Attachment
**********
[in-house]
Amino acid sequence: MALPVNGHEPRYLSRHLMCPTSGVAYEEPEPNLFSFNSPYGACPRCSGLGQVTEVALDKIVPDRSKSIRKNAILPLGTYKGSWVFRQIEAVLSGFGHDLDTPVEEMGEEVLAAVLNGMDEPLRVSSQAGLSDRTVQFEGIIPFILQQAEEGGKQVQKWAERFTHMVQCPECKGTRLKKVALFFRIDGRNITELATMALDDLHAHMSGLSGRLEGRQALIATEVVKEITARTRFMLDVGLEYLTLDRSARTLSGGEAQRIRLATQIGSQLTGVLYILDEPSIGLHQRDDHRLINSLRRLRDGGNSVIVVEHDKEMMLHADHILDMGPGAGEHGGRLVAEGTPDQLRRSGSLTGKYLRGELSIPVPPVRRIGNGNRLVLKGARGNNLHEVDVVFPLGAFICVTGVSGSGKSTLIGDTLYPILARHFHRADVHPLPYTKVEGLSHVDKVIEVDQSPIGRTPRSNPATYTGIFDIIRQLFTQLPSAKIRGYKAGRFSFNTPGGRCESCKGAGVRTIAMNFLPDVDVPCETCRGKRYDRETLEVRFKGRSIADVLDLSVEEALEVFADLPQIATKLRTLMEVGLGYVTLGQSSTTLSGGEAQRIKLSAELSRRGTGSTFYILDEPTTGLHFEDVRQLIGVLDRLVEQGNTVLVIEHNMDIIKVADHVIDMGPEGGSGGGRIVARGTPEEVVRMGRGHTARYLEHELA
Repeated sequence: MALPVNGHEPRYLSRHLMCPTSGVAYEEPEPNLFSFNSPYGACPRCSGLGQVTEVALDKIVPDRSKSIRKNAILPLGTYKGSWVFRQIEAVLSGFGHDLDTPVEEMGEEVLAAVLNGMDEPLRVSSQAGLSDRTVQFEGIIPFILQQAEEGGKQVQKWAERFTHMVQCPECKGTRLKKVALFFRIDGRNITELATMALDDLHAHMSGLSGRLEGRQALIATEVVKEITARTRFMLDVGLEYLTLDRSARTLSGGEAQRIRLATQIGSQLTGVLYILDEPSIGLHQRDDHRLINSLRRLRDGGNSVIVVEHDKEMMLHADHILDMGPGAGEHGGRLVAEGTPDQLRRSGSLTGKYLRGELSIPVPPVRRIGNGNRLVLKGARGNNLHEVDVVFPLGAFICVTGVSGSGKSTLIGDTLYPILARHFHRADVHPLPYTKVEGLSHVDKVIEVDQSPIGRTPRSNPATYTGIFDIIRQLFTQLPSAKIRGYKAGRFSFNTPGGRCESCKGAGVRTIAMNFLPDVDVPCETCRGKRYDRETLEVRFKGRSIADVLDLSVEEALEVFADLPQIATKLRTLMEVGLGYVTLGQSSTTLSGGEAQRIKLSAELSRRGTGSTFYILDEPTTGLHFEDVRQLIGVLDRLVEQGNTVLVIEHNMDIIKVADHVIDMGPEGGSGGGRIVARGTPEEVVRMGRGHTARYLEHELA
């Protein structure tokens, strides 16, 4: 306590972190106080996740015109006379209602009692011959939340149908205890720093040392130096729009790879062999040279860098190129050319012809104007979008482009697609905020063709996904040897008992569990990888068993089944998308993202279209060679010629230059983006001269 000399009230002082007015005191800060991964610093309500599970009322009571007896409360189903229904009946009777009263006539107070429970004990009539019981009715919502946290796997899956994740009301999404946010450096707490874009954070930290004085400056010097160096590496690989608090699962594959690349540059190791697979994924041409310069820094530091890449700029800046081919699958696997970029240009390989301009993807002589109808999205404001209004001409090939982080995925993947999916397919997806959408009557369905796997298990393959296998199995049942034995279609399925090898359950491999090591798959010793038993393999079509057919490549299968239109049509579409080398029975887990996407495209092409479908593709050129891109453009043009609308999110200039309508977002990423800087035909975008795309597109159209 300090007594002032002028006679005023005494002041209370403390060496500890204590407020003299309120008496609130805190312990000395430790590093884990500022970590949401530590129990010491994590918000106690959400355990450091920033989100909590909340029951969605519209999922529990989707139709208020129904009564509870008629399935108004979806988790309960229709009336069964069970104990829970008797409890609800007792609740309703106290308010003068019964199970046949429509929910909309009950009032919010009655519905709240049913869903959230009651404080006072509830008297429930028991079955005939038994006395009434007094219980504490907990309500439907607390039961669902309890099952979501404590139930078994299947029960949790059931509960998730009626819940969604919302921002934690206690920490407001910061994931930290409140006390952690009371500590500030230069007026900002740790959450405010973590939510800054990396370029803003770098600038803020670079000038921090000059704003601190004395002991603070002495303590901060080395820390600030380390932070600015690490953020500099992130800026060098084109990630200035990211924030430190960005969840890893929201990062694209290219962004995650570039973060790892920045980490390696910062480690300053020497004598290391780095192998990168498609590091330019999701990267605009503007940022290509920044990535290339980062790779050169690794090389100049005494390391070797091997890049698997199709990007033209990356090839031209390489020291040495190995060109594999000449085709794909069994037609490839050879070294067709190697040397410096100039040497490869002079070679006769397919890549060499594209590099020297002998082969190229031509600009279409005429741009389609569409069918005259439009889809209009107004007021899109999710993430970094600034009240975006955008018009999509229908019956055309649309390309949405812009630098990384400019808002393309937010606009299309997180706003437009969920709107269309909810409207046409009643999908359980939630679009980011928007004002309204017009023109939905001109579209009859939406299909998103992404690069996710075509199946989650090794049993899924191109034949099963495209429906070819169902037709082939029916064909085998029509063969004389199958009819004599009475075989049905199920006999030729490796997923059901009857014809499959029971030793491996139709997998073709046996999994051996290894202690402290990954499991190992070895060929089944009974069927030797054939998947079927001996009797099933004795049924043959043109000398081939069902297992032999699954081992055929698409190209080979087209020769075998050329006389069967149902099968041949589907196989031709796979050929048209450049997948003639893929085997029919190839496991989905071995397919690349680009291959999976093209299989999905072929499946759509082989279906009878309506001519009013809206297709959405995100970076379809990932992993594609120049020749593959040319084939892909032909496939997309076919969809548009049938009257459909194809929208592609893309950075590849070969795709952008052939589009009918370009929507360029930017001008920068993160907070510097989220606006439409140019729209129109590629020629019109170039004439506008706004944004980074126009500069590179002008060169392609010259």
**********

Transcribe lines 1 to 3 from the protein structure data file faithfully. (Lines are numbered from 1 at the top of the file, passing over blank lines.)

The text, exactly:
[in-house]
Amino acid sequence: MALPVNGHEPRYLSRHLMCPTSGVAYEEPEPNLFSFNSPYGACPRCSGLGQVTEVALDKIVPDRSKSIRKNAILPLGTYKGSWVFRQIEAVLSGFGHDLDTPVEEMGEEVLAAVLNGMDEPLRVSSQAGLSDRTVQFEGIIPFILQQAEEGGKQVQKWAERFTHMVQCPECKGTRLKKVALFFRIDGRNITELATMALDDLHAHMSGLSGRLEGRQALIATEVVKEITARTRFMLDVGLEYLTLDRSARTLSGGEAQRIRLATQIGSQLTGVLYILDEPSIGLHQRDDHRLINSLRRLRDGGNSVIVVEHDKEMMLHADHILDMGPGAGEHGGRLVAEGTPDQLRRSGSLTGKYLRGELSIPVPPVRRIGNGNRLVLKGARGNNLHEVDVVFPLGAFICVTGVSGSGKSTLIGDTLYPILARHFHRADVHPLPYTKVEGLSHVDKVIEVDQSPIGRTPRSNPATYTGIFDIIRQLFTQLPSAKIRGYKAGRFSFNTPGGRCESCKGAGVRTIAMNFLPDVDVPCETCRGKRYDRETLEVRFKGRSIADVLDLSVEEALEVFADLPQIATKLRTLMEVGLGYVTLGQSSTTLSGGEAQRIKLSAELSRRGTGSTFYILDEPTTGLHFEDVRQLIGVLDRLVEQGNTVLVIEHNMDIIKVADHVIDMGPEGGSGGGRIVARGTPEEVVRMGRGHTARYLEHELA
Repeated sequence: MALPVNGHEPRYLSRHLMCPTSGVAYEEPEPNLFSFNSPYGACPRCSGLGQVTEVALDKIVPDRSKSIRKNAILPLGTYKGSWVFRQIEAVLSGFGHDLDTPVEEMGEEVLAAVLNGMDEPLRVSSQAGLSDRTVQFEGIIPFILQQAEEGGKQVQKWAERFTHMVQCPECKGTRLKKVALFFRIDGRNITELATMALDDLHAHMSGLSGRLEGRQALIATEVVKEITARTRFMLDVGLEYLTLDRSARTLSGGEAQRIRLATQIGSQLTGVLYILDEPSIGLHQRDDHRLINSLRRLRDGGNSVIVVEHDKEMMLHADHILDMGPGAGEHGGRLVAEGTPDQLRRSGSLTGKYLRGELSIPVPPVRRIGNGNRLVLKGARGNNLHEVDVVFPLGAFICVTGVSGSGKSTLIGDTLYPILARHFHRADVHPLPYTKVEGLSHVDKVIEVDQSPIGRTPRSNPATYTGIFDIIRQLFTQLPSAKIRGYKAGRFSFNTPGGRCESCKGAGVRTIAMNFLPDVDVPCETCRGKRYDRETLEVRFKGRSIADVLDLSVEEALEVFADLPQIATKLRTLMEVGLGYVTLGQSSTTLSGGEAQRIKLSAELSRRGTGSTFYILDEPTTGLHFEDVRQLIGVLDRLVEQGNTVLVIEHNMDIIKVADHVIDMGPEGGSGGGRIVARGTPEEVVRMGRGHTARYLEHELA